2.50
Hdl Handle:
http://hdl.handle.net/10755/159438
Type:
Presentation
Title:
Dangerous Wandering: Elopements from Long-Term Care Facilities
Abstract:
Dangerous Wandering: Elopements from Long-Term Care Facilities
Conference Sponsor:Midwest Nursing Research Society
Conference Year:2004
Author:Aud, Myra, PhD, RN
Title:Assistant Professor
Contact Address:Sinclair SON, Building (S422), Columbia, MO, 65211, USA
Wandering is a common, and often benign, behavior among older adults with Alzheimer’s disease or another type of dementia. However, when wandering around becomes wandering away, the older adults with dementia are at high risk of injury. Family members and long-term care providers are concerned about the dangers of elopement whether from a private home or a long-term care facility. This exploratory qualitative study identified patterns in elopements of 62 elderly long-term care facility residents with dementia. The data consisted of notices of non-compliance issued to 50 licensed long-term care facilities by the Missouri Department of Health and Senior Services between January 1999 and June 2001. Accounts of the incidents in the notices described the circumstances of the elopements, environmental risks, and injuries sustained. Content analysis identified patterns that included: (a) lack of effective precautions to prevent elopement when residents had indicated intent to elope, had repeatedly attempted to elope, or had a history of elopement incidents; (b) lack of awareness by the staff of the locations of residents, and (c) ineffective use of alarm devices intended to alert staff to elopement attempts. These patterns suggest approaches to increase the safety for older adults with dementia in long-term care facilities, but because of the limited research in this area, further studies are necessary.
Repository Posting Date:
26-Oct-2011
Date of Publication:
17-Oct-2011
Sponsors:
Midwest Nursing Research Society

Full metadata record

DC FieldValue Language
dc.typePresentationen_GB
dc.titleDangerous Wandering: Elopements from Long-Term Care Facilitiesen_GB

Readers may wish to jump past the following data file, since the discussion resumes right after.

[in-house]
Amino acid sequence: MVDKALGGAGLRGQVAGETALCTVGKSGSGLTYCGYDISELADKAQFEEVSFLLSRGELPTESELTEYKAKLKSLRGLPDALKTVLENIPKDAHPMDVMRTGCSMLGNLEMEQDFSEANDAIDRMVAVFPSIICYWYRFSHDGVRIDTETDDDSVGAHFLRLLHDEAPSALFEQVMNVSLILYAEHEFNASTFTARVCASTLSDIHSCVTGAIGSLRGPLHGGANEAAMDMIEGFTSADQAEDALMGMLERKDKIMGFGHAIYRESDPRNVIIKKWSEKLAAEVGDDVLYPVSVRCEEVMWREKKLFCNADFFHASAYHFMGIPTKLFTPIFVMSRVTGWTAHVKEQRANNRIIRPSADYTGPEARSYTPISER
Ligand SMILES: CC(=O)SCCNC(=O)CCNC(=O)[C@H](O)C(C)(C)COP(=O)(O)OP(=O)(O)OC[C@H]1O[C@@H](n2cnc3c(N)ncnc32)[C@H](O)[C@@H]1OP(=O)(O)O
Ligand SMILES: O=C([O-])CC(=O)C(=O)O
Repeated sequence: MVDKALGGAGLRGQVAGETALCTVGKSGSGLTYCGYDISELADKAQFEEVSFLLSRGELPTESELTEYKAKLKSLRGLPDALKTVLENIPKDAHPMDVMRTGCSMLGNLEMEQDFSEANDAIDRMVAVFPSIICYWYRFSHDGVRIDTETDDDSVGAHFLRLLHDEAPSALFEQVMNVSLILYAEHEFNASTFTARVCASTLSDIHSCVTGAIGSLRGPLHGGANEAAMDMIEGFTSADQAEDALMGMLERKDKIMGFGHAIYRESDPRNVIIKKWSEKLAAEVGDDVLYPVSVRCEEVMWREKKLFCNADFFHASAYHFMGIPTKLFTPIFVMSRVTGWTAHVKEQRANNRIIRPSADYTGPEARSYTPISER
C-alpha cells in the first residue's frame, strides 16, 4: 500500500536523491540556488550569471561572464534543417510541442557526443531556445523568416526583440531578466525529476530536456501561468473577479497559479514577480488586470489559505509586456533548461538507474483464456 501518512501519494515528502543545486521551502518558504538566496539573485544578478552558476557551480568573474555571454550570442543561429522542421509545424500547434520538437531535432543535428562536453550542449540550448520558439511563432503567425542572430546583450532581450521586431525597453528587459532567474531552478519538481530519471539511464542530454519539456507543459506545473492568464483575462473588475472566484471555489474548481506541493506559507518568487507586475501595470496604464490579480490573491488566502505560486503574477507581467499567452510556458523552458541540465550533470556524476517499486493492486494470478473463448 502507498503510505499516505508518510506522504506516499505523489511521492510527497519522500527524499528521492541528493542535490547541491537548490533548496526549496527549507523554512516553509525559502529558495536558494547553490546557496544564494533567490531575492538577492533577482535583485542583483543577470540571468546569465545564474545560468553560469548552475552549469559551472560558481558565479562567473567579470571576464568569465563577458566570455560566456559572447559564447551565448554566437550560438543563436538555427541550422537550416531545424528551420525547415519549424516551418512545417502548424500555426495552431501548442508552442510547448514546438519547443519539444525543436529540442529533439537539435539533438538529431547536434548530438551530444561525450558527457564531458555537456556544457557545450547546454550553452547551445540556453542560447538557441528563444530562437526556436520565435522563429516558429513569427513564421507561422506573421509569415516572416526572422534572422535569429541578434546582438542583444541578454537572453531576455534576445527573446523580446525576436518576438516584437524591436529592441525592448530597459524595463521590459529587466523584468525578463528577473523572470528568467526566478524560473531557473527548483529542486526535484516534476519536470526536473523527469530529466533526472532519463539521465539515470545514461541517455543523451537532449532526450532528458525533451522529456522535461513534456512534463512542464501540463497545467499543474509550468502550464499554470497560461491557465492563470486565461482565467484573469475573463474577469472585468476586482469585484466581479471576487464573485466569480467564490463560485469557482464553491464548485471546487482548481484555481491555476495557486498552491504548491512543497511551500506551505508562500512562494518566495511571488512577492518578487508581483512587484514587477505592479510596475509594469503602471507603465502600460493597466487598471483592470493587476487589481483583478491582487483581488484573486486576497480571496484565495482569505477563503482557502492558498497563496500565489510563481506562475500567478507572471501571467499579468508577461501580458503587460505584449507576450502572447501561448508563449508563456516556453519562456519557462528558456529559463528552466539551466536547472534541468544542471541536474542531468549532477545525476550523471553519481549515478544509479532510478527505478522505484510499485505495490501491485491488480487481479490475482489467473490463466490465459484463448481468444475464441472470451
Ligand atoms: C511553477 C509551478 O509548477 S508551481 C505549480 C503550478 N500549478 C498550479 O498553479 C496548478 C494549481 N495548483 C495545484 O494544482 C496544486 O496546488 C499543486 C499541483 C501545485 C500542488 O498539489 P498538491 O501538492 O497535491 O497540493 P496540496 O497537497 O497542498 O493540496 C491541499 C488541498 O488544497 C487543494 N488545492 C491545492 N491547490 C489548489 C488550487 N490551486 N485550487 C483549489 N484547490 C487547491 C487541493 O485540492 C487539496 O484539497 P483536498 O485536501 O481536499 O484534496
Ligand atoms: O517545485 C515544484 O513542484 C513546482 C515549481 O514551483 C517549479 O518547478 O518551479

dc.identifier.urihttp://hdl.handle.net/10755/159438-
dc.description.abstract<table><tr><td colspan="2" class="item-title">Dangerous Wandering: Elopements from Long-Term Care Facilities </td></tr><tr class="item-sponsor"><td class="label">Conference Sponsor:</td><td class="value">Midwest Nursing Research Society</td></tr><tr class="item-year"><td class="label">Conference Year:</td><td class="value">2004</td></tr><tr class="item-author"><td class="label">Author:</td><td class="value">Aud, Myra, PhD, RN</td></tr><tr class="item-author-title"><td class="label">Title:</td><td class="value">Assistant Professor</td></tr><tr class="item-address"><td class="label">Contact Address:</td><td class="value">Sinclair SON, Building (S422), Columbia, MO, 65211, USA</td></tr><tr><td colspan="2" class="item-abstract">Wandering is a common, and often benign, behavior among older adults with Alzheimer&rsquo;s disease or another type of dementia. However, when wandering around becomes wandering away, the older adults with dementia are at high risk of injury. Family members and long-term care providers are concerned about the dangers of elopement whether from a private home or a long-term care facility. This exploratory qualitative study identified patterns in elopements of 62 elderly long-term care facility residents with dementia. The data consisted of notices of non-compliance issued to 50 licensed long-term care facilities by the Missouri Department of Health and Senior Services between January 1999 and June 2001. Accounts of the incidents in the notices described the circumstances of the elopements, environmental risks, and injuries sustained. Content analysis identified patterns that included: (a) lack of effective precautions to prevent elopement when residents had indicated intent to elope, had repeatedly attempted to elope, or had a history of elopement incidents; (b) lack of awareness by the staff of the locations of residents, and (c) ineffective use of alarm devices intended to alert staff to elopement attempts. These patterns suggest approaches to increase the safety for older adults with dementia in long-term care facilities, but because of the limited research in this area, further studies are necessary. </td></tr></table>en_GB
dc.date.available2011-10-26T22:00:53Z-
dc.date.issued2011-10-17en_GB
dc.date.accessioned2011-10-26T22:00:53Z-
dc.description.sponsorshipMidwest Nursing Research Societyen_GB
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